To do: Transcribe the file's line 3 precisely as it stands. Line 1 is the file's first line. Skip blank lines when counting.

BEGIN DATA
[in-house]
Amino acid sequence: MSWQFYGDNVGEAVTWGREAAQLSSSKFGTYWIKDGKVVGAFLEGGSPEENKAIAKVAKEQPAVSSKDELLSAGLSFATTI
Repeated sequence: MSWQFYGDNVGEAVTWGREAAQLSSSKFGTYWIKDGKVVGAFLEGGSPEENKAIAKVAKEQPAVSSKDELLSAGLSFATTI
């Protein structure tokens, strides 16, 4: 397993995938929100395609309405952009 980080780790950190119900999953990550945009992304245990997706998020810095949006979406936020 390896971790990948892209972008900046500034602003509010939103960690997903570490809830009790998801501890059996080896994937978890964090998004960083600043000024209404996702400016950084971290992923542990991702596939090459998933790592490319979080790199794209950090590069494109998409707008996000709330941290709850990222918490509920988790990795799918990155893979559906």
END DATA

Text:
Repeated sequence: MSWQFYGDNVGEAVTWGREAAQLSSSKFGTYWIKDGKVVGAFLEGGSPEENKAIAKVAKEQPAVSSKDELLSAGLSFATTI